San Raffaele Cimena, Italy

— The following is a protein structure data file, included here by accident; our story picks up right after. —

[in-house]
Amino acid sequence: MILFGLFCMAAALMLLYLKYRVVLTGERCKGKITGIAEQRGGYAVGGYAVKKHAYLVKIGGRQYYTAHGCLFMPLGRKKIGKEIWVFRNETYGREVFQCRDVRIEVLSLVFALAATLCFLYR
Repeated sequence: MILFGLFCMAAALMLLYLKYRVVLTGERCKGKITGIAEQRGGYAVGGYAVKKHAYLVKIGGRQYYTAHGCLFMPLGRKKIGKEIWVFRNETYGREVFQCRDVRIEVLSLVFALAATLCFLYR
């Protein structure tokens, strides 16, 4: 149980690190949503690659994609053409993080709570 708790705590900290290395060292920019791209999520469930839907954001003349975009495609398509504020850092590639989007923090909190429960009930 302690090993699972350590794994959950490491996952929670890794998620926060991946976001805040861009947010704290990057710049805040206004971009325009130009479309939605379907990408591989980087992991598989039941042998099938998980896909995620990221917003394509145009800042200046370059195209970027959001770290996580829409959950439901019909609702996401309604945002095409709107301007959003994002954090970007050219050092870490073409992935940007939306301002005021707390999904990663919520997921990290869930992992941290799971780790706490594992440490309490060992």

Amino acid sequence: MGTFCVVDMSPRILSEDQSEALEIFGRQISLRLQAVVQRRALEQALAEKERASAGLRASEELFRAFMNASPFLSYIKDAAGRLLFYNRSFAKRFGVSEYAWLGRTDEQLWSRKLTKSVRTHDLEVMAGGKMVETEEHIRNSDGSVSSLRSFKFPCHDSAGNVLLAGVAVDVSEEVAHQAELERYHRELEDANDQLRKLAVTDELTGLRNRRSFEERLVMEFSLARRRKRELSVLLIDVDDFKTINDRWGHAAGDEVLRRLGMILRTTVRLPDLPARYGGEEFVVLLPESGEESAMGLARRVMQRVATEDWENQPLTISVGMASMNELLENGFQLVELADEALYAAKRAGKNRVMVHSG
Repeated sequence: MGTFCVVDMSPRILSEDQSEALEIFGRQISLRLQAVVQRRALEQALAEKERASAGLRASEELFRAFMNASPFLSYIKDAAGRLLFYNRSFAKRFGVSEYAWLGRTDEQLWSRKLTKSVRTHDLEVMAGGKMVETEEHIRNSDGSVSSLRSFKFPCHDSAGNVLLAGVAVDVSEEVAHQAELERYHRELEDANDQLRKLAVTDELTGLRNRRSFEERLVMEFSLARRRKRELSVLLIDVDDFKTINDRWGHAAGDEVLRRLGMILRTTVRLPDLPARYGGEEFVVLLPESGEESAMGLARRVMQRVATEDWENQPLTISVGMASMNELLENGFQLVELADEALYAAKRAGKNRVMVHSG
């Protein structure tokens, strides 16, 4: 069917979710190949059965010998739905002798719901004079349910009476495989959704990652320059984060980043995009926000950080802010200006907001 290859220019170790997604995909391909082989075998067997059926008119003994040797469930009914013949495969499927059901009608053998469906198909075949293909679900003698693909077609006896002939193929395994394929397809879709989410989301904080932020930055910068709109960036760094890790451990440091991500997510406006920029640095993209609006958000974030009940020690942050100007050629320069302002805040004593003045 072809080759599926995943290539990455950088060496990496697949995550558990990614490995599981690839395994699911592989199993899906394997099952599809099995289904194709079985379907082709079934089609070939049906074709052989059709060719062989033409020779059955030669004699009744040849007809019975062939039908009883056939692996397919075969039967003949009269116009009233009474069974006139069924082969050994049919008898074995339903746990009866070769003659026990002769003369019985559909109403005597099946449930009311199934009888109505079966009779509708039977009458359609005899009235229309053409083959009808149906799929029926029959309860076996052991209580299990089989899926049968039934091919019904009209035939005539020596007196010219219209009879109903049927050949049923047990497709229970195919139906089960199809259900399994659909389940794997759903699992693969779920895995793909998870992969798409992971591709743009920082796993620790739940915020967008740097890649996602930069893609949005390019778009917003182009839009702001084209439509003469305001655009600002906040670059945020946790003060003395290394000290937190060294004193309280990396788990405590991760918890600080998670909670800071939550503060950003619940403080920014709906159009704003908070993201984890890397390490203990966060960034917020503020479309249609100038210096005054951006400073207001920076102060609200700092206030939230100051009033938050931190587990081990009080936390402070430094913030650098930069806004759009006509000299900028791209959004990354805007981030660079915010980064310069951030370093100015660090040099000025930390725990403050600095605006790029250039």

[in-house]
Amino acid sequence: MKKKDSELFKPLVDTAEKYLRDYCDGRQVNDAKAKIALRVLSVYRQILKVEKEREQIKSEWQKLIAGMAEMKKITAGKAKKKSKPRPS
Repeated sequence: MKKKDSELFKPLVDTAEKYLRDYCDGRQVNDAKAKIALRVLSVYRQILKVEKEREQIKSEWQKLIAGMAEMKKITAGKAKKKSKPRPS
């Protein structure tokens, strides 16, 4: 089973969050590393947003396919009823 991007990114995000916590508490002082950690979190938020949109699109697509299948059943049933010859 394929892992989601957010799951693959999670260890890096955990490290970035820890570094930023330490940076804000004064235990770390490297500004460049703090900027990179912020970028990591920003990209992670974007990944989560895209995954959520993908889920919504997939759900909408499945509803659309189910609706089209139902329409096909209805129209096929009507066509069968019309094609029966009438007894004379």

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Two Studies Presented at DDW 2017 Showed Clinically Meaningful Reduction in Symptoms and Withdrawal or Reduction in Proton Pump Inhibitor Use by Two-Thirds of Patients Following Treatment with MUSE™ System Separate Presentation Supports HOF Criteria as a Potential Endoscopic Selection Criteria to Predict Amount of Reflux and Improve Treatment Outcomes OMER, ISRAEL--(Marketwired - May 9, 2017) - Medigus Ltd. ( : MDGS) ( : MDGS), a medical device company developing minimally invasive endosurgical tools and a leader in direct visualization technology, today announced results from three clinical studies involving the company's MUSE™ System, a minimally invasive solution for gastroesophageal reflux disease (GERD). The data were presented in three posters at Digestive Disease Week® (DDW), taking place in Chicago from May 6-9, 2017. The MUSE system is a single-use flexible transoral stapler that merges the latest advancements in microvisual, ultrasonic and surgical stapling. The device comes equipped with an ultrasonic sight and range finder and a micro ScoutCam™ CMOS camera, which enables a single physician to perform an incisionless transoral fundoplication -- the procedure is intended to treat the anatomical cause of gastroesophageal reflux disease (GERD), commonly known as acid reflux. Giorgia Mazzoleni, fellow at the San Raffaele Scientific Institute at the San Raffaele Hospital in Milan, Italy, presented a poster entitled, "Transoral Anterior Fundoplication (TAF) with Medigus Ultrasound Surgical Endostapler (MUSE™) for the Treatment of Gastroesophageal Reflux Disease (GERD); 6-Month Results from a Single-Center Prospective Study," which enrolled 24 GERD patients to assess the six-month safety and efficacy of TAF with MUSE. GERD quality of life questionnaires (HRQL) improved from a baseline of 43 to 18 six months after TAF with MUSE (p < 0.003). The study also highlighted an improvement in Reflux Symptom Index (RSI), from 21 to 10 (p < 0.009). A 79% reduction or withdrawal in PPI therapy was observed six-months after treatment, with 50% of patients stopping PPI use, 28.6% of patients halving PPI use, and 21.4% remaining on the same dose prior to treatment with TAF with MUSE. Dr. Ali Lankarani, board member of the Advanced Therapeutic Endoscopy Center (ATEC) at the Broland-Groover Clinic in Jacksonville, FL, presented a poster titled, "Interim Results From A Multi-Center Post-Marketing Surveillance Registry Study for Endoscopic Anterior Fundoplication," reported data from an ongoing post-market registry study of 68 GERD patients who underwent Endoscopic Anterior Fundoplication (EAF) in 13 international centers. GERD-HRQL improved from 24.0 to 6.0 following treatment with MUSE (CI, 13.4 - 20.8, p < 0.00001), demonstrating patients experienced a clinically meaningful reduction in GERD-related symptoms. In addition, baseline patient satisfaction was reported at 0%, but improved to 70% (26/37) at 6 months and 90% (9/10) at 1 year. Of note, 76% (28/37; p < 0.00001) of patients have eliminated or reduced their use of proton pump inhibitors (PPI), with 96% of patients that responded favorably to treatment with the MUSE System stopping daily PPI therapy. Dr. Lankarani remarked, "These interim results, in conjunction with the data from the single-center study presented by Mazzoleni, highlight how the MUSE System can be a revolutionary, minimally-invasive treatment option for patients with GERD who are unsatisfied with PPI therapeutics and hesitant to pursue surgical intervention. In addition to the impressive findings, in another study we were able to access the value of the HOF criteria over the Hill classification, which we believe will play a pivotal role alongside the MUSE System in improving overall treatment outcomes in GERD." In addition, Dr. Lankarani presented a second poster, entitled, "Endoscopic Predictors of Decreased Reflux After Endoscopic Anterior Fundoplasty," which evaluated the HOF criteria as an endoscopic grading system of gastroesophageal junction (GEJ) geometry, as well as selection criteria to guide treatment decisions and predict treatment outcomes. Currently, Hill classification is the most commonly used criteria for antireflux procedures, however it has limited utility and still results in one-third of EAF-treated patients to continue experiencing reflux. HOF criteria categorizes GEJ geometry based on measurement of axial length of hiatal hernia (H), hiatus opening dimension (O) and flap valve size (F), with H and O openings less than 1cm considered normal (N) and 1cm or larger categorized as abnormal (A). GEJ is categorized as AAA if all three HOF landmarks are abnormal, NAA if one HOF landmark is normal and two are abnormal, and NNN if all three HOF landmarks are normal. Using the HOF criteria, the researchers identified and successfully treated 18 GERD patients, with Total Present of Time spent in Reflux (TPTR) showing a reduction in all patients with NAA configuration, and 75% and 71% TPTR reduction in individuals that had a 1 and 2 cm hiatal hernia, respectively. Average TPTR improvement was 53% for the NAA configuration patients, while average TPTR improvement in patients with 1 and 2 cm hiatal hernia was 56% and 46%, respectively. Chris Rowland, Chief Executive Officer of Medigus, commented, "As the developers of a completely new, minimally invasive solution for the treatment of GERD, we are extremely motivated by data presented this year at DDW. We are pleased with the results reported from the single center study, and look forward to continuing the ongoing post-market multi-center study, which have shown promising reductions in PPI reliance, as well as increases in patient quality of life and satisfaction. These studies continue to support the use of our MUSE System, which can reduce the need for pharmaceuticals and invasive surgical procedures." To learn more about MUSE, visit: www.medigus.com Medigus is a medical device company specializing in developing minimally invasive endosurgical tools and highly innovative imaging solutions. They are the pioneer developer of the MUSE™ system, an FDA cleared and CE marked endoscopic device to perform Transoral Fundoplication (TF) for the treatment of GERD (gastroesophageal reflux disease), one of the most common chronic conditions in the world. In 2016, the CMS established the Category I CPT® Code of 43210 for TF procedures, such as the ones performed with MUSE, which establishes reimbursement values for physicians and hospitals. MUSE is gaining adoption in key markets around the world -- it is available in world-leading healthcare institutions in the U.S., Europe and Israel. Medigus is also in the process of obtaining regulatory clearance in China. Medigus is traded on the Nasdaq Capital Market and the TASE (Tel-Aviv Stock Exchange). To learn more about the company's advanced technology, please visit www.medigus.com or www.RefluxHelp.com. This press release may contain statements that are "Forward-Looking Statements," which are based upon the current estimates, assumptions and expectations of the company's management and its knowledge of the relevant market. The company has tried, where possible, to identify such information and statements by using words such as "anticipate," "believe," "envision," "estimate," "expect," "intend," "may," "plan," "predict," "project," "target," "potential," "will," "would," "could," "should," "continue," "contemplate" and other similar expressions and derivations thereof in connection with any discussion of future events, trends or prospects or future operating or financial performance, although not all forward-looking statements contain these identifying words. These forward-looking statements represent Medigus' expectations or beliefs concerning future events, and it is possible that the results described in this news release will not be achieved. By their nature, Forward-Looking Statements involve known and unknown risks, uncertainties and other factors which may cause future results of the company's activity to differ significantly from the content and implications of such statements. Other risk factors affecting the company are discussed in detail in the Company's filings with the Securities and Exchange Commission. Forward-Looking Statements are pertinent only as of the date on which they are made, and the company undertakes no obligation to update or revise any Forward-Looking Statements, whether as a result of new information, future developments or otherwise. Neither the company nor its shareholders, officers and employees, shall be liable for any action and the results of any action taken by any person based on the information contained herein, including without limitation the purchase or sale of company securities. Nothing in this press release should be deemed to be medical or other advice of any kind.